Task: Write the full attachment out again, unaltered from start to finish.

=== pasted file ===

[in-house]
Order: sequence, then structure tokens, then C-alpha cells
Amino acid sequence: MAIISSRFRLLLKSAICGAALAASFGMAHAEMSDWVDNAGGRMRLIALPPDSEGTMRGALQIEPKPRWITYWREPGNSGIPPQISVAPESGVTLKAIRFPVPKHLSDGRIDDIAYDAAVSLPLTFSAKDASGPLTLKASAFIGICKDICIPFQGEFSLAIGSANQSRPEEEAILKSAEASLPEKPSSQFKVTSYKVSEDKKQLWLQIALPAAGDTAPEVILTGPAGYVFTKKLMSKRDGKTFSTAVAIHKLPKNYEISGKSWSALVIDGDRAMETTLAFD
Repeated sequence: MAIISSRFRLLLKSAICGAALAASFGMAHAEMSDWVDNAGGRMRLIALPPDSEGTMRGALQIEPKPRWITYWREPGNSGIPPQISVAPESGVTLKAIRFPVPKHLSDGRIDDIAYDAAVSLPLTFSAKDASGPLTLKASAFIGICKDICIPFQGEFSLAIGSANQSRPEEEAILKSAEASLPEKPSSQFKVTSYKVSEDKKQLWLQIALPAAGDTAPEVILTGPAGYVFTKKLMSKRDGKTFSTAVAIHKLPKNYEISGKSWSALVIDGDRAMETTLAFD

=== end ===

[in-house]
Order: sequence, then structure tokens, then C-alpha cells
Amino acid sequence: MAIISSRFRLLLKSAICGAALAASFGMAHAEMSDWVDNAGGRMRLIALPPDSEGTMRGALQIEPKPRWITYWREPGNSGIPPQISVAPESGVTLKAIRFPVPKHLSDGRIDDIAYDAAVSLPLTFSAKDASGPLTLKASAFIGICKDICIPFQGEFSLAIGSANQSRPEEEAILKSAEASLPEKPSSQFKVTSYKVSEDKKQLWLQIALPAAGDTAPEVILTGPAGYVFTKKLMSKRDGKTFSTAVAIHKLPKNYEISGKSWSALVIDGDRAMETTLAFD
Repeated sequence: MAIISSRFRLLLKSAICGAALAASFGMAHAEMSDWVDNAGGRMRLIALPPDSEGTMRGALQIEPKPRWITYWREPGNSGIPPQISVAPESGVTLKAIRFPVPKHLSDGRIDDIAYDAAVSLPLTFSAKDASGPLTLKASAFIGICKDICIPFQGEFSLAIGSANQSRPEEEAILKSAEASLPEKPSSQFKVTSYKVSEDKKQLWLQIALPAAGDTAPEVILTGPAGYVFTKKLMSKRDGKTFSTAVAIHKLPKNYEISGKSWSALVIDGDRAMETTLAFD